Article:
It hinders the immune system, causes insomnia, and speeds the atrophy of the brain, to name a few.
Still, the atrophy continued, as did the collapse of Vatican-backed dictatorships in Portugal, Spain and Latin America.
A certain amount of atrophy also may be brought about by the pressure and development of tumors.
They pay the penalty in an atrophy of the faculties of reflection and representation.
A mere lack of use of bones may also lead to a certain amount of atrophy from lacunar resorption.
atrophy is partial and special in its operation, nanism is general.
The ovary of aconites, according to Moquin, is very subject to atrophy.
In at least this age and country it exists as the atrophy of a cureless decline.
The vascular tunic may be congested in young infants, but atrophy soon develops and may reach an extreme degree.
Was it politics that had caused this atrophy of the moral senses by disuse?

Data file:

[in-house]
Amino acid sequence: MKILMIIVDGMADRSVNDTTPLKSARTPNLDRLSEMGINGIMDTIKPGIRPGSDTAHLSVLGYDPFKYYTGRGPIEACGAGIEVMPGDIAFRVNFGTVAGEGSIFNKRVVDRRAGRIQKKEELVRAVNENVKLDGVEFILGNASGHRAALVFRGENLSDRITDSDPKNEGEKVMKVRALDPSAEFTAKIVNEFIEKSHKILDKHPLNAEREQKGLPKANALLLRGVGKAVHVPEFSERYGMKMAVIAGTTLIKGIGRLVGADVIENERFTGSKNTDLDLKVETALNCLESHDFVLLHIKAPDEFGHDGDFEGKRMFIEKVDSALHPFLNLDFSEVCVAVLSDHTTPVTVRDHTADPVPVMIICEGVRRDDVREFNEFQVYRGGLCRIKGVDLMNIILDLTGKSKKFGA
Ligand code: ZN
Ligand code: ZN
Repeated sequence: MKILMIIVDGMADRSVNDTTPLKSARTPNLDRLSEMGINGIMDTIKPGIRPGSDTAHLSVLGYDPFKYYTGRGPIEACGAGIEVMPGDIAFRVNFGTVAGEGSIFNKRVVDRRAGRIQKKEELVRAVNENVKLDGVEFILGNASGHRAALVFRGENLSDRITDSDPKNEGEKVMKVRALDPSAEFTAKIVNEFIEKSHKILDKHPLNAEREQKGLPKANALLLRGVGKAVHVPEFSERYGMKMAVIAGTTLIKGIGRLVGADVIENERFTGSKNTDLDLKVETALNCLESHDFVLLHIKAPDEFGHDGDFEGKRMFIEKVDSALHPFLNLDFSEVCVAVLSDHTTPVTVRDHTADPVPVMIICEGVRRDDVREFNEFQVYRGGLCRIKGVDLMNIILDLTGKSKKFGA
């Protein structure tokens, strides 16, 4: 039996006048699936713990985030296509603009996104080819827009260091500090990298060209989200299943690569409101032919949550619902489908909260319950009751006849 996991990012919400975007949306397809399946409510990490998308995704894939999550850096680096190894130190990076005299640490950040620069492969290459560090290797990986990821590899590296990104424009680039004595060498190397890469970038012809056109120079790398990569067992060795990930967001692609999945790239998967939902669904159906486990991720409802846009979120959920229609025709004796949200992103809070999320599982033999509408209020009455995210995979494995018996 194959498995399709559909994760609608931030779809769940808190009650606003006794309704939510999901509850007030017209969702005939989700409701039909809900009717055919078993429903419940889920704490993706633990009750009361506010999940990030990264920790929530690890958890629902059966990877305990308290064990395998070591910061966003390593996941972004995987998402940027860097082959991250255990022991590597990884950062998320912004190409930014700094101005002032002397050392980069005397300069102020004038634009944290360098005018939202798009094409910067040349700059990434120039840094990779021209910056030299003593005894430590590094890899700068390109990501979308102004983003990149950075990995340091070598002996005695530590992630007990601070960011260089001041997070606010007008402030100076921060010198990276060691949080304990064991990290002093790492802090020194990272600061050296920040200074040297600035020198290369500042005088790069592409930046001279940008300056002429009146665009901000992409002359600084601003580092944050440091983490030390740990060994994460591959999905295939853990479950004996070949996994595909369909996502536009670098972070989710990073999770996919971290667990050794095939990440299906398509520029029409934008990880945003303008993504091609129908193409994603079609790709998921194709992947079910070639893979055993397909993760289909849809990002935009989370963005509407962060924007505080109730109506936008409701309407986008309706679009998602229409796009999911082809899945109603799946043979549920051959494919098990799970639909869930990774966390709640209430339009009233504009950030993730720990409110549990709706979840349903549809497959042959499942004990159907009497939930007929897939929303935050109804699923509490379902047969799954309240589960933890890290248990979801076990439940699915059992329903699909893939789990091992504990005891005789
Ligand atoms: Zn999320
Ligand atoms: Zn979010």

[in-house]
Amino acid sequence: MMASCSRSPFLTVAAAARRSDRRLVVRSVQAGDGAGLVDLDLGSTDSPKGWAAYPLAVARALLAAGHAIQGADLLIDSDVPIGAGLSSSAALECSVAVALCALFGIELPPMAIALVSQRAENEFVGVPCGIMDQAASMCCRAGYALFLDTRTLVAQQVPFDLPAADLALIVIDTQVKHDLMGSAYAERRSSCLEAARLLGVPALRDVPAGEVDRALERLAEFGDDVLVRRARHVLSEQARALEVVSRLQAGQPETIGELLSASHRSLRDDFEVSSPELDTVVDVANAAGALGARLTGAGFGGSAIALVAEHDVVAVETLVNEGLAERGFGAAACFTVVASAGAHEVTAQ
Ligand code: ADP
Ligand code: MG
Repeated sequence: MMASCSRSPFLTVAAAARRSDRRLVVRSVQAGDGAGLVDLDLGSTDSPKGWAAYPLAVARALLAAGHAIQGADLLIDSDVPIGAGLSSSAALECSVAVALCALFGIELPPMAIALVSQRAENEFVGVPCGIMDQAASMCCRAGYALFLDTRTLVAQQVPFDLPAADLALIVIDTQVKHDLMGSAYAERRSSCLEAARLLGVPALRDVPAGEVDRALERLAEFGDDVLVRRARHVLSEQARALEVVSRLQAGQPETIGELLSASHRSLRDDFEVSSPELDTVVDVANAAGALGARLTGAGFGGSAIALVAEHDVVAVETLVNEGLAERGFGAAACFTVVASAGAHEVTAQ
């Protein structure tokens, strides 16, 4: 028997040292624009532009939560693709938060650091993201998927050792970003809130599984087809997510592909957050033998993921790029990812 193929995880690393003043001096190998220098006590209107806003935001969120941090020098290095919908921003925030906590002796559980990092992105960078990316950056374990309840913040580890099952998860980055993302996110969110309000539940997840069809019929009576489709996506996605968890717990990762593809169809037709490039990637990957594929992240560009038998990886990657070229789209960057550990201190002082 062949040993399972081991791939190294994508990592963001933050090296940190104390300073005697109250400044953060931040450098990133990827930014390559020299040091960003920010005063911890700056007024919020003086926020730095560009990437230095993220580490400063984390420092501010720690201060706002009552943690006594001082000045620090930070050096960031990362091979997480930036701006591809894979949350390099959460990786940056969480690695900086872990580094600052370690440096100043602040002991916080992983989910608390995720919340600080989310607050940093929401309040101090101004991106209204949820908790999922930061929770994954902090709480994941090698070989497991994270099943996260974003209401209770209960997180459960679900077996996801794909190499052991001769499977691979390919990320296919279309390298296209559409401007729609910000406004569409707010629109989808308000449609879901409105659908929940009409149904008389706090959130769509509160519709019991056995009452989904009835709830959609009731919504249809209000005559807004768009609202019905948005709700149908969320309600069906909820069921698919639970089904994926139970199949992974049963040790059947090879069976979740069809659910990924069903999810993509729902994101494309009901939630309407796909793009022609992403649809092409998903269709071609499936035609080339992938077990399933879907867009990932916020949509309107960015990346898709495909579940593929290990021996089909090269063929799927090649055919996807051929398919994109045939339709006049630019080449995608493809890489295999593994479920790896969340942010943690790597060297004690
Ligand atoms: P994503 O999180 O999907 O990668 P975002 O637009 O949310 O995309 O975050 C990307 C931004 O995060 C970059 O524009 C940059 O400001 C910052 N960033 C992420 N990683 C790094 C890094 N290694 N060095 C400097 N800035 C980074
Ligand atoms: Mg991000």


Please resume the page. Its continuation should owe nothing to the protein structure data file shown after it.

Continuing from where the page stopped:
"a wasting away through lack of nourishment," 1620s (atrophied is from 1590s), from French atrophie, from Late Latin atrophia, from Greek atrophia "a wasting away," noun of state from atrophos "ill-fed, un-nourished," from a- "not" + trophe "nourishment," from trephein "to fatten" (see -trophy).
1822 (implied in atrophied), from atrophy (n.). Related: Atrophying.
atrophy at·ro·phy (āt'rə-fē)
A wasting or decrease in the size of an organ or tissue, as from death and reabsorption of cells, diminished cellular proliferation, pressure, ischemia, malnutrition, decreased function, or hormonal changes. Also called atrophia. v. at·ro·phied, at·ro·phy·ing, at·ro·phies
To undergo atrophy.
Note: The term is also used in a more general way to refer to a wasting process: “Since he stopped playing, his piano skills have atrophied.”